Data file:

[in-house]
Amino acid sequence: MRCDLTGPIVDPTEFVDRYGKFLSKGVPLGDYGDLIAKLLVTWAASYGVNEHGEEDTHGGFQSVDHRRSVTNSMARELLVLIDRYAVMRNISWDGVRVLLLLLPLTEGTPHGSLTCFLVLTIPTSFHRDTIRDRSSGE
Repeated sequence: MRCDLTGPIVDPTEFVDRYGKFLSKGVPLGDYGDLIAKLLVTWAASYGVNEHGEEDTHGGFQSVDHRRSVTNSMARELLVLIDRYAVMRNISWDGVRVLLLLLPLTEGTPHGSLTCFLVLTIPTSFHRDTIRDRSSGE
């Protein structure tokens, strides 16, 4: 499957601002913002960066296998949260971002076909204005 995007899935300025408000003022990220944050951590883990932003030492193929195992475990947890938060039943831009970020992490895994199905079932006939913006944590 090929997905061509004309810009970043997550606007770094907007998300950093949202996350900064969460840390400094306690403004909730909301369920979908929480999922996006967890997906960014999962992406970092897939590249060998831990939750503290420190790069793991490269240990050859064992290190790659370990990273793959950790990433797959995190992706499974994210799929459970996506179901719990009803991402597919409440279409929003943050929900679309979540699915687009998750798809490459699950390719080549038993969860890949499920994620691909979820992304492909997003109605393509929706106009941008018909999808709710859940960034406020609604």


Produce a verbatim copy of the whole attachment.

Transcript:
[in-house]
Amino acid sequence: MRCDLTGPIVDPTEFVDRYGKFLSKGVPLGDYGDLIAKLLVTWAASYGVNEHGEEDTHGGFQSVDHRRSVTNSMARELLVLIDRYAVMRNISWDGVRVLLLLLPLTEGTPHGSLTCFLVLTIPTSFHRDTIRDRSSGE
Repeated sequence: MRCDLTGPIVDPTEFVDRYGKFLSKGVPLGDYGDLIAKLLVTWAASYGVNEHGEEDTHGGFQSVDHRRSVTNSMARELLVLIDRYAVMRNISWDGVRVLLLLLPLTEGTPHGSLTCFLVLTIPTSFHRDTIRDRSSGE
């Protein structure tokens, strides 16, 4: 499957601002913002960066296998949260971002076909204005 995007899935300025408000003022990220944050951590883990932003030492193929195992475990947890938060039943831009970020992490895994199905079932006939913006944590 090929997905061509004309810009970043997550606007770094907007998300950093949202996350900064969460840390400094306690403004909730909301369920979908929480999922996006967890997906960014999962992406970092897939590249060998831990939750503290420190790069793991490269240990050859064992290190790659370990990273793959950790990433797959995190992706499974994210799929459970996506179901719990009803991402597919409440279409929003943050929900679309979540699915687009998750798809490459699950390719080549038993969860890949499920994620691909979820992304492909997003109605393509929706106009941008018909999808709710859940960034406020609604």